EU Antitrust probe will make Android leaner & meaner


early 2000 Google employees Paul Buchheit and Amit Patel were sat in a

company meeting being a nuisance. “[We] kept kind of forcing them to put

it up there,” recalls

Buchheit. “And because we wouldn’t let it fall off the list, it made it

onto the final set and took on a life of its own from there. Amit

started writing it down all over the building, on whiteboards

everywhere. It’s the only value that anyone is aware of, right?” “Don’t

be evil” was born.

Thirteen years later Google finds itself at

the opposite end of the spectrum, at the centre of a spiralling EU

antitrust investigation. It has already spent the last three years under

scrutiny for manipulating search results to promote its own services, but now Microsoft-led lobby group ‘FairSearch’ wants to bring Android into the mix as well.
The Case for the Prosecution

is using its Android mobile operating system as a ‘Trojan Horse’ to

deceive partners, monopolize the mobile marketplace, and control

consumer data”, said FairSearch counsel Thomas Vinje in an official announcement

this week. “We are asking the Commission to move quickly and decisively

to protect competition and innovation in this critical market. Failure

to act will only embolden Google to repeat its desktop abuses of

dominance as consumers increasingly turn to a mobile platform dominated

by Google’s Android operating system.”

FairSearch argues Google

only achieves its dominance in the smartphone market (approximately 70

per cent at the end of 2012) by giving away Android ‘free’ but that “in

reality, Android phone makers who want to include must-have Google apps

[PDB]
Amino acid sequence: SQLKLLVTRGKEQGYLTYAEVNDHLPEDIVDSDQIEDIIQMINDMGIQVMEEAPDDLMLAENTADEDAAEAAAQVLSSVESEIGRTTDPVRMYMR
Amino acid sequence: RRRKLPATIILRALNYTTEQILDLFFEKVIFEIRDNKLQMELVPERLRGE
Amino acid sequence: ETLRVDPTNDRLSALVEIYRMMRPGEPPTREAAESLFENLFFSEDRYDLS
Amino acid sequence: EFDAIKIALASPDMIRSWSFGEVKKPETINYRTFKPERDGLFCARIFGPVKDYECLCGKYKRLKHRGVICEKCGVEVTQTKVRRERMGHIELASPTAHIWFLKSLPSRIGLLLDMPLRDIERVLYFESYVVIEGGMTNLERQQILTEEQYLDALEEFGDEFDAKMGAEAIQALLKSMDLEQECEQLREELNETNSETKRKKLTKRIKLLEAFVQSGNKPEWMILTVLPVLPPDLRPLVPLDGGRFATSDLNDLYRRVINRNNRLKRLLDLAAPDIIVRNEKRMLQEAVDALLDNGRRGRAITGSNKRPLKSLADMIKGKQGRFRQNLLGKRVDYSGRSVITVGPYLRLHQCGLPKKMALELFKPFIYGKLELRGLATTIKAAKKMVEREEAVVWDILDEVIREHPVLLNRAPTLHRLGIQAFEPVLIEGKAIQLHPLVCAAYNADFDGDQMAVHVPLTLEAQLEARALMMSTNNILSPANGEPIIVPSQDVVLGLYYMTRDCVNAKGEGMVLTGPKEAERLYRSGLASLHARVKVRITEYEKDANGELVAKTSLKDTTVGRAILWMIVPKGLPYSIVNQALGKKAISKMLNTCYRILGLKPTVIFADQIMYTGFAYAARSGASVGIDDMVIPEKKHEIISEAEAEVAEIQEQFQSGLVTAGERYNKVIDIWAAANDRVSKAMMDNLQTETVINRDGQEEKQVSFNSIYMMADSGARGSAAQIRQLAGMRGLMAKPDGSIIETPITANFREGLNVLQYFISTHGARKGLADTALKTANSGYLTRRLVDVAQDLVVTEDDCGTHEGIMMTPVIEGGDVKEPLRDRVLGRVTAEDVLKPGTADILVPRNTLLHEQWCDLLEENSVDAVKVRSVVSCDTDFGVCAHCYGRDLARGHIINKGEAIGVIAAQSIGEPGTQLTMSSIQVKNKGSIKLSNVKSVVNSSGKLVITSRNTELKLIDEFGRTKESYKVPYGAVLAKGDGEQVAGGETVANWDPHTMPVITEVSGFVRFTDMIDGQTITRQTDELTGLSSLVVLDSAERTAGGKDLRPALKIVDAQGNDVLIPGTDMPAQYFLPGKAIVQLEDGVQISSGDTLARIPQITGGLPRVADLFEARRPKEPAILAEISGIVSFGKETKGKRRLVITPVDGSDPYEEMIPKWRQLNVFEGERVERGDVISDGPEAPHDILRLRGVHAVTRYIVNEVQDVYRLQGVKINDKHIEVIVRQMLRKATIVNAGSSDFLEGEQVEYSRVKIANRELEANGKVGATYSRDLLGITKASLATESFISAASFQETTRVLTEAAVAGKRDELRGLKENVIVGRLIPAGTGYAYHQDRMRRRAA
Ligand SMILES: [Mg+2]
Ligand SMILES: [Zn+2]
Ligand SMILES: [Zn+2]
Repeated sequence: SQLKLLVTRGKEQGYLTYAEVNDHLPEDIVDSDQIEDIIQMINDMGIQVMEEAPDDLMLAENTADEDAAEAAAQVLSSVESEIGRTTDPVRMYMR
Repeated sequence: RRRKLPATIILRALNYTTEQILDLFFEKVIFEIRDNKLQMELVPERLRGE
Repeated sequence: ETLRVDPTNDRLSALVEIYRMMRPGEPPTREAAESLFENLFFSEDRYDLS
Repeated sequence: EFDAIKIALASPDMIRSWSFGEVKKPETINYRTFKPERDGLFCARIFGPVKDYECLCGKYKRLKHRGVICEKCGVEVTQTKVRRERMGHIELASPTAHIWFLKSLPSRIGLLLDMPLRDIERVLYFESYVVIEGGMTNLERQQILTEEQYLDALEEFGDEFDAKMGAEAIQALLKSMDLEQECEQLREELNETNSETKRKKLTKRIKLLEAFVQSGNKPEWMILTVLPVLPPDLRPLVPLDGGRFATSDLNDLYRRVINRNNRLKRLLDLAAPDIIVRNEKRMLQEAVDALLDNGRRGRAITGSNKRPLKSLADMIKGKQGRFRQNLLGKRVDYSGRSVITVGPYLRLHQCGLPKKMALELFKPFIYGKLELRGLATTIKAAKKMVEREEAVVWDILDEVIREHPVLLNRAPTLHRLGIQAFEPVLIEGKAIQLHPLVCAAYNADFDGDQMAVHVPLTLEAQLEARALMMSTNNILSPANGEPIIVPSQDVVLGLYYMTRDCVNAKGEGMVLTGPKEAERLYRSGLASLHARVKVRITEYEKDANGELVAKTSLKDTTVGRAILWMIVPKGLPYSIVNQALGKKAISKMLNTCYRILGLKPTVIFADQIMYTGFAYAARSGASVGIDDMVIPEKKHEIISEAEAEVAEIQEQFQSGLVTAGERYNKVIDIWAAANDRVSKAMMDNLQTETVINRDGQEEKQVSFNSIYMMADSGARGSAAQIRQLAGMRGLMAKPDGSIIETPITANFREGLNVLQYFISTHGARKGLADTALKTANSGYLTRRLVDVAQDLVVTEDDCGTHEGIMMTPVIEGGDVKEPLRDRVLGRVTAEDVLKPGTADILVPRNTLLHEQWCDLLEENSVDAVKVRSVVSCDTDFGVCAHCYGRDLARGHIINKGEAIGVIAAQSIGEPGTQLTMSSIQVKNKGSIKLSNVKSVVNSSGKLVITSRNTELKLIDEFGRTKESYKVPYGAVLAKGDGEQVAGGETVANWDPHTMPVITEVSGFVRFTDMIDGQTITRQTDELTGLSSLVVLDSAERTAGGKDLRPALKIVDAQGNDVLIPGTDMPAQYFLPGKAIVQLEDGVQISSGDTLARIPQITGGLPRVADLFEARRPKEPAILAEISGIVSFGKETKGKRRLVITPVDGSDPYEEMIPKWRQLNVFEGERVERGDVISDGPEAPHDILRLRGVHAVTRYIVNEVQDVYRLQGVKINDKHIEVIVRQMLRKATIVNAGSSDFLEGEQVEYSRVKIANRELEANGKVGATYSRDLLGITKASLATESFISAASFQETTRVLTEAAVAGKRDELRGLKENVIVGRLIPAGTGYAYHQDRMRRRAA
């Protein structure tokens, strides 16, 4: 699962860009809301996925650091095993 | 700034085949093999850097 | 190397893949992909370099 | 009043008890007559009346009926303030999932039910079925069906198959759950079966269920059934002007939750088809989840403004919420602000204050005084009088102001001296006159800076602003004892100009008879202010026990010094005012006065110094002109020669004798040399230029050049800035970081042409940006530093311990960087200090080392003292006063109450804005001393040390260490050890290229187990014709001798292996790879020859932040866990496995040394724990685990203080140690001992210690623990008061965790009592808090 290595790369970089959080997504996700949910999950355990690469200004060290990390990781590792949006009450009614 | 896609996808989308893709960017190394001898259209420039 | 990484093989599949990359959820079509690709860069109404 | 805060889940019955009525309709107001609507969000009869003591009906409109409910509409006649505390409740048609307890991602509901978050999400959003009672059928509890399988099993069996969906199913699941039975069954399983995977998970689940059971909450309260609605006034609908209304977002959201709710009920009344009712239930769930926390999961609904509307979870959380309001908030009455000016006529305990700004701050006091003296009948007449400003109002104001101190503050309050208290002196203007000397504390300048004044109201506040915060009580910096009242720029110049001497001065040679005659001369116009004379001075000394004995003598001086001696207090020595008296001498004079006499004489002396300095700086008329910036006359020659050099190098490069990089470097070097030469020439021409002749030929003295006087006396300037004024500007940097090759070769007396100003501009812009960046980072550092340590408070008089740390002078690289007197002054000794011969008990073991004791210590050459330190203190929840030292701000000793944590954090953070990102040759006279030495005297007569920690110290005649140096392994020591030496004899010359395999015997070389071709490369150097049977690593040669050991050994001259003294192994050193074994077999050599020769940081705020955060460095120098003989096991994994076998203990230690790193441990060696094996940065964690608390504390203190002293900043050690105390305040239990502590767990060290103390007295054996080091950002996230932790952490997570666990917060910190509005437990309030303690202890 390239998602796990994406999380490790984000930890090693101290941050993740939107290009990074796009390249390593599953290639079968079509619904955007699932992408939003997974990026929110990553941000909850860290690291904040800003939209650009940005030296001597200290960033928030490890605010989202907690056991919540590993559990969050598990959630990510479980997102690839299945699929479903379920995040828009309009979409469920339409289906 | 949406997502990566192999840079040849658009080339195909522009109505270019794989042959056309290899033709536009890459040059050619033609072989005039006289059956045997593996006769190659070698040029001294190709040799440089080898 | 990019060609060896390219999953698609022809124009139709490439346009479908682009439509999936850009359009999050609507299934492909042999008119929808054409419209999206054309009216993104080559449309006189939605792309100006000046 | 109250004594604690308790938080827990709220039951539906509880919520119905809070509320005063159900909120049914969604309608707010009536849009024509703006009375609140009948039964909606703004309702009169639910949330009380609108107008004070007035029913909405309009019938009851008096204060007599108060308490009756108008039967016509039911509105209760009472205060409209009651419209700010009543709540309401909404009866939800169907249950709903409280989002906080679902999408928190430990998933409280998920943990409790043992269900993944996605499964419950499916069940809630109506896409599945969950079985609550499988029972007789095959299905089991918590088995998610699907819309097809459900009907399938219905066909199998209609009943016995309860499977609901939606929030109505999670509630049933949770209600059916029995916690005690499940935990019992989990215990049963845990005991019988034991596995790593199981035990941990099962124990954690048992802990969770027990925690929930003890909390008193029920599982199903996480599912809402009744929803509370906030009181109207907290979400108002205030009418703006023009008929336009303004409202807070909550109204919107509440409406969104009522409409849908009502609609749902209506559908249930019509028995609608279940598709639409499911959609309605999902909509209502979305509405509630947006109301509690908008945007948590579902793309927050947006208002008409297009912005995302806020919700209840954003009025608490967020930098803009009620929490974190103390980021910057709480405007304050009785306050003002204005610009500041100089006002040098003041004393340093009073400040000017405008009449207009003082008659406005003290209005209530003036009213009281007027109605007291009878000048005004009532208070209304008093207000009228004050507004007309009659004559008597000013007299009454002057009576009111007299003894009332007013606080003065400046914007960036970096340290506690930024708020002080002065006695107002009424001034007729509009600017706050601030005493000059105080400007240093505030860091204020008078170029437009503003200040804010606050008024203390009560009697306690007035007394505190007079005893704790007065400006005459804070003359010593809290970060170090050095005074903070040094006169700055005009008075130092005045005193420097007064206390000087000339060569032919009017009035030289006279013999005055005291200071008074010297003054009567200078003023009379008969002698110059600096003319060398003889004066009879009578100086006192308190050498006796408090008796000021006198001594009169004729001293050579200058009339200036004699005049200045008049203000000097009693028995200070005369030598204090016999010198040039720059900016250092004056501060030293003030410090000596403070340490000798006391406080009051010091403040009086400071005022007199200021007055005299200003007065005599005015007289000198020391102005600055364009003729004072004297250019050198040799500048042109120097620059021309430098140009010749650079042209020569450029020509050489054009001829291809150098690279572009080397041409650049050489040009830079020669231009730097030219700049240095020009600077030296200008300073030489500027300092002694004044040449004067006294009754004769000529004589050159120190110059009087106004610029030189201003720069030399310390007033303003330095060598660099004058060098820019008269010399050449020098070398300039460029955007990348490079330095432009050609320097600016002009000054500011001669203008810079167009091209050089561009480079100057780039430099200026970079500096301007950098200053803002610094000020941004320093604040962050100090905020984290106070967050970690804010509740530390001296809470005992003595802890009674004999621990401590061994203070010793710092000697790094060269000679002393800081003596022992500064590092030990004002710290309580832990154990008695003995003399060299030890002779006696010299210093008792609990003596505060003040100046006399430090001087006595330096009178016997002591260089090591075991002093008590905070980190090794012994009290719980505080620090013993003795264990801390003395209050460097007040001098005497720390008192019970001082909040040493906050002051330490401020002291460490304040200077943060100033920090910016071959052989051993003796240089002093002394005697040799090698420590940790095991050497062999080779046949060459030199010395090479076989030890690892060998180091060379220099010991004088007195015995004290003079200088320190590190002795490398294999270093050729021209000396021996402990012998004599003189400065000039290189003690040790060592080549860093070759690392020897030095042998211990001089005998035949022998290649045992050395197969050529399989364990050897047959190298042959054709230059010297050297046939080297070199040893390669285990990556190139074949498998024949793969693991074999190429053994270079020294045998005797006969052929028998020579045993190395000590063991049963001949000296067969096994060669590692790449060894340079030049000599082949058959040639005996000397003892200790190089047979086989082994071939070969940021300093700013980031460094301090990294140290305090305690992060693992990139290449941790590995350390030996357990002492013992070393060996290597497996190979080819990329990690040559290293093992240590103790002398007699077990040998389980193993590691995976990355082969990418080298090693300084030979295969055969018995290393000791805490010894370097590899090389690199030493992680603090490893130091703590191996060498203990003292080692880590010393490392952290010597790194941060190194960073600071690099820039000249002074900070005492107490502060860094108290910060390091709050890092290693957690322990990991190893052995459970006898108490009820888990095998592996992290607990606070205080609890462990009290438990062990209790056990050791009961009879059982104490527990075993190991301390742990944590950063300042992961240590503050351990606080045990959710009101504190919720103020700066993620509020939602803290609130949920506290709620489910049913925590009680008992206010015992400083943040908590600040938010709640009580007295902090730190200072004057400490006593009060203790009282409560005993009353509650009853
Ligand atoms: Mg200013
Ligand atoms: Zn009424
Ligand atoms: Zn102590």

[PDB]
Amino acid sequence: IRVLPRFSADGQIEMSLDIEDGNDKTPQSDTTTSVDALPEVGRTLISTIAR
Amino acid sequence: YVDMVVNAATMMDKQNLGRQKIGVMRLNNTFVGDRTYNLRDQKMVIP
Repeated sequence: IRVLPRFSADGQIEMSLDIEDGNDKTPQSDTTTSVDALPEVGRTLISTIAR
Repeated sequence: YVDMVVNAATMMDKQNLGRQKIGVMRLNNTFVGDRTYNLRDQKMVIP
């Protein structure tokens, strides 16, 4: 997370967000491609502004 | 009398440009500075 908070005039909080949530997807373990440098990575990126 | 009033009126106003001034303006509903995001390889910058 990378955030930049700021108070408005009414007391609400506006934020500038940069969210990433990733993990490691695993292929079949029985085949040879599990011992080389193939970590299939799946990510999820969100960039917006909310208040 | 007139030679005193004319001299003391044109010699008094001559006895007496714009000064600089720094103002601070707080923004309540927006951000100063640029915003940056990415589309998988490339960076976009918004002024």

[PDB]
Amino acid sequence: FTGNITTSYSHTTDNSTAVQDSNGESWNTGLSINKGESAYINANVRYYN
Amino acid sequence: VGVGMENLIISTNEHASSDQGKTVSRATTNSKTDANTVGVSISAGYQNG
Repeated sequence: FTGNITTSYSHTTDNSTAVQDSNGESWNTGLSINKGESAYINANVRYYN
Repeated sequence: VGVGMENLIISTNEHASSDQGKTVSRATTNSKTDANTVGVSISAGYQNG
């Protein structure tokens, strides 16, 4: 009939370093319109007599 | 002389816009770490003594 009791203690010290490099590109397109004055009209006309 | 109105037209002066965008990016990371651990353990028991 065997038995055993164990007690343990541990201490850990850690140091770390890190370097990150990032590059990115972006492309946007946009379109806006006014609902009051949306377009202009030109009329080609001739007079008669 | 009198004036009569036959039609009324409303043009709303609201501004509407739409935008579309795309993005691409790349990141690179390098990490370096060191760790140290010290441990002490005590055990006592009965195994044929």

such as Maps, YouTube or Play are required to pre-load an entire suite

of Google mobile services and to give them prominent default placement

on the phone”. The result, it claims, puts rivals at an unfair

disadvantage and sees Google increasingly gain control of consumer data

on mobile as it has on the desktop.

How is the arguably greater

control exerted by Apple, BlackBerry and indeed Microsoft itself enforced on their own mobile platforms not

caused cries of hypocrisy? Because such practises are only punishable

when a company achieves a monopoly. Something FairSearch argues Android

now has.

haloThe Case for the Defence

this all sounds familiar, that’s because it should. In 2006 the

EU ordered Microsoft to pay €497 million, at the time its largest ever

fine, for exploiting the 90 per cent monopoly Windows

enjoyed by forcing hardware partners to pre-load its entire suite of

desktop services. At the heart of it was Windows Media Player and

Microsoft was told to produce a version of Windows without Windows Media

Player within 90 days. Yes, technology’s power shifts are a game of

musical chairs.

That said, Google’s legal position in 2013 is

arguably fair stronger than Microsoft’s in 2006. For a start Android is

open source and anyone is able to fiddle with the OS

as they choose and pre-install whatever services they like. Android

without core Google services installed doesn’t get Google certification,

but that seems a fair compromise. Similarly Android offers users the choice to

switch default apps away from Google’s core services.

Meanwhile the allegation that Android has an unfair advantage in being free is somewhat disingenuous. In 2011 HTC admitted it pays Microsoft a minimum of $5 per Android handset in patent royalties and Microsoft’s own financial results have shown it earns more from Android patent payments than it does from Windows Phone.

dark android
The Future – Be Evil?


the only certainty in sizeable legal disputes is that lawyers get rich,

the bigger question for Google is what the investigation means for the

future of Android. Lose and Android could become even more fragmented as

any semblance of core structure is lifted. Win and Google remains

between a rock and a hard place as Amazon, Samsung and now Facebook lead

the high profile partner rebellions arguably exploiting Android for

their own ends.

Increasingly the answer looks like greater

control. Locking down Android would ensure a more consistent, less

fragmented user experience that pulls key partners back into line or

cuts them adrift.

Inevitably this would see Android lose market share,

but remaining free would surely still ensure market dominance while keeping it

under the threshold for future antitrust investigations. With Google

CEOs ever more vocal about unified design and ever more critical of

fragmentation, the decision may already have been made.


creating their famous slogan Paul Buchheit and Amit Patel both left

Google for start-ups. Watching companies grow up often isn’t fun…